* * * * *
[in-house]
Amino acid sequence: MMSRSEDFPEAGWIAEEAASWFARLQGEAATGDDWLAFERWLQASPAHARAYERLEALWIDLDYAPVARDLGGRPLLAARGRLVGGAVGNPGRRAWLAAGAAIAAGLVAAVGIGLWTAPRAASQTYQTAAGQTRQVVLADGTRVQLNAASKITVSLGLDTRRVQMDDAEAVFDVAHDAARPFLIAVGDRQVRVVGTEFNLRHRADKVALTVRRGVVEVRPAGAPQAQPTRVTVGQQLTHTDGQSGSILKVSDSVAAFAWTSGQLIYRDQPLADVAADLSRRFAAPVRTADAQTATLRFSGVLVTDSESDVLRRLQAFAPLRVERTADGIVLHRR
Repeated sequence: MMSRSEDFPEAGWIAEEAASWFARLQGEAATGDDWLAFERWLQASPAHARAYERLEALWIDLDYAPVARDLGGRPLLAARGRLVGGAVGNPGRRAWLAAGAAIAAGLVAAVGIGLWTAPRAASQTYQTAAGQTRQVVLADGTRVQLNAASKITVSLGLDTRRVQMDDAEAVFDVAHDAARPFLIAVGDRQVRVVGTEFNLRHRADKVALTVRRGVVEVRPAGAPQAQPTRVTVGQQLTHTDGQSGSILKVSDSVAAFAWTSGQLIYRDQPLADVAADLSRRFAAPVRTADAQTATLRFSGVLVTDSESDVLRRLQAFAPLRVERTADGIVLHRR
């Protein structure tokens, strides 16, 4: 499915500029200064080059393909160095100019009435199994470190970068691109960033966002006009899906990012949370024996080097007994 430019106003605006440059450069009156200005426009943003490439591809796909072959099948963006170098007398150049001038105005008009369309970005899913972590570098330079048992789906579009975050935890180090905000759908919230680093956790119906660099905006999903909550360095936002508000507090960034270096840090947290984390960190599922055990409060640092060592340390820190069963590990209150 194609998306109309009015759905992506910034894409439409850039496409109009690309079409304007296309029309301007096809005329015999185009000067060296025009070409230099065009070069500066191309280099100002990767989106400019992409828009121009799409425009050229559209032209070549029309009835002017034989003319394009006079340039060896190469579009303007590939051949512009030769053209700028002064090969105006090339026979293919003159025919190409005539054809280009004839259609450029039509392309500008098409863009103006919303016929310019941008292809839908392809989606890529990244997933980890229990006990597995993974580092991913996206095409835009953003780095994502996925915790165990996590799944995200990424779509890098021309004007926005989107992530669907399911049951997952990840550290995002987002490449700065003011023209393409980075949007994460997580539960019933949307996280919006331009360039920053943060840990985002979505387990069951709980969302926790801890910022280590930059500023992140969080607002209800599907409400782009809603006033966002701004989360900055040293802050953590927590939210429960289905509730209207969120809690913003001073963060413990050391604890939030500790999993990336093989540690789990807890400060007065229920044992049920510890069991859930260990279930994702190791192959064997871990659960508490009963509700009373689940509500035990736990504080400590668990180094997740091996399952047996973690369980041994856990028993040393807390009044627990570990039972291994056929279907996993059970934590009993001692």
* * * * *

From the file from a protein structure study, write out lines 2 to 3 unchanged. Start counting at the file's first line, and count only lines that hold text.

Amino acid sequence: MMSRSEDFPEAGWIAEEAASWFARLQGEAATGDDWLAFERWLQASPAHARAYERLEALWIDLDYAPVARDLGGRPLLAARGRLVGGAVGNPGRRAWLAAGAAIAAGLVAAVGIGLWTAPRAASQTYQTAAGQTRQVVLADGTRVQLNAASKITVSLGLDTRRVQMDDAEAVFDVAHDAARPFLIAVGDRQVRVVGTEFNLRHRADKVALTVRRGVVEVRPAGAPQAQPTRVTVGQQLTHTDGQSGSILKVSDSVAAFAWTSGQLIYRDQPLADVAADLSRRFAAPVRTADAQTATLRFSGVLVTDSESDVLRRLQAFAPLRVERTADGIVLHRR
Repeated sequence: MMSRSEDFPEAGWIAEEAASWFARLQGEAATGDDWLAFERWLQASPAHARAYERLEALWIDLDYAPVARDLGGRPLLAARGRLVGGAVGNPGRRAWLAAGAAIAAGLVAAVGIGLWTAPRAASQTYQTAAGQTRQVVLADGTRVQLNAASKITVSLGLDTRRVQMDDAEAVFDVAHDAARPFLIAVGDRQVRVVGTEFNLRHRADKVALTVRRGVVEVRPAGAPQAQPTRVTVGQQLTHTDGQSGSILKVSDSVAAFAWTSGQLIYRDQPLADVAADLSRRFAAPVRTADAQTATLRFSGVLVTDSESDVLRRLQAFAPLRVERTADGIVLHRR